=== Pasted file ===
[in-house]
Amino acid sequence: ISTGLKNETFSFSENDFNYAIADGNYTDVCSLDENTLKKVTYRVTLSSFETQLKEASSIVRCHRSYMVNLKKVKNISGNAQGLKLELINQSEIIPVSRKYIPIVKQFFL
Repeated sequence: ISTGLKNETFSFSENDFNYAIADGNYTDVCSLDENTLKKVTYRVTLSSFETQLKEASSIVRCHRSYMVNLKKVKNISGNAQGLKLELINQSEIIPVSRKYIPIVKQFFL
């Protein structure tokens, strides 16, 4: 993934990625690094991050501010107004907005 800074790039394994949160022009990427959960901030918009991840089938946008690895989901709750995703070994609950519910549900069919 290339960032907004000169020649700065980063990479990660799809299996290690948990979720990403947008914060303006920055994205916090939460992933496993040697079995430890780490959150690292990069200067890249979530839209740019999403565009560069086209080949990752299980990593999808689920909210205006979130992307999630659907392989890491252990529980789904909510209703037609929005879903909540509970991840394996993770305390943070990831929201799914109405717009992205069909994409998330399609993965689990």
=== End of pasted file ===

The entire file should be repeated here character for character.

[in-house]
Amino acid sequence: ISTGLKNETFSFSENDFNYAIADGNYTDVCSLDENTLKKVTYRVTLSSFETQLKEASSIVRCHRSYMVNLKKVKNISGNAQGLKLELINQSEIIPVSRKYIPIVKQFFL
Repeated sequence: ISTGLKNETFSFSENDFNYAIADGNYTDVCSLDENTLKKVTYRVTLSSFETQLKEASSIVRCHRSYMVNLKKVKNISGNAQGLKLELINQSEIIPVSRKYIPIVKQFFL
């Protein structure tokens, strides 16, 4: 993934990625690094991050501010107004907005 800074790039394994949160022009990427959960901030918009991840089938946008690895989901709750995703070994609950519910549900069919 290339960032907004000169020649700065980063990479990660799809299996290690948990979720990403947008914060303006920055994205916090939460992933496993040697079995430890780490959150690292990069200067890249979530839209740019999403565009560069086209080949990752299980990593999808689920909210205006979130992307999630659907392989890491252990529980789904909510209703037609929005879903909540509970991840394996993770305390943070990831929201799914109405717009992205069909994409998330399609993965689990």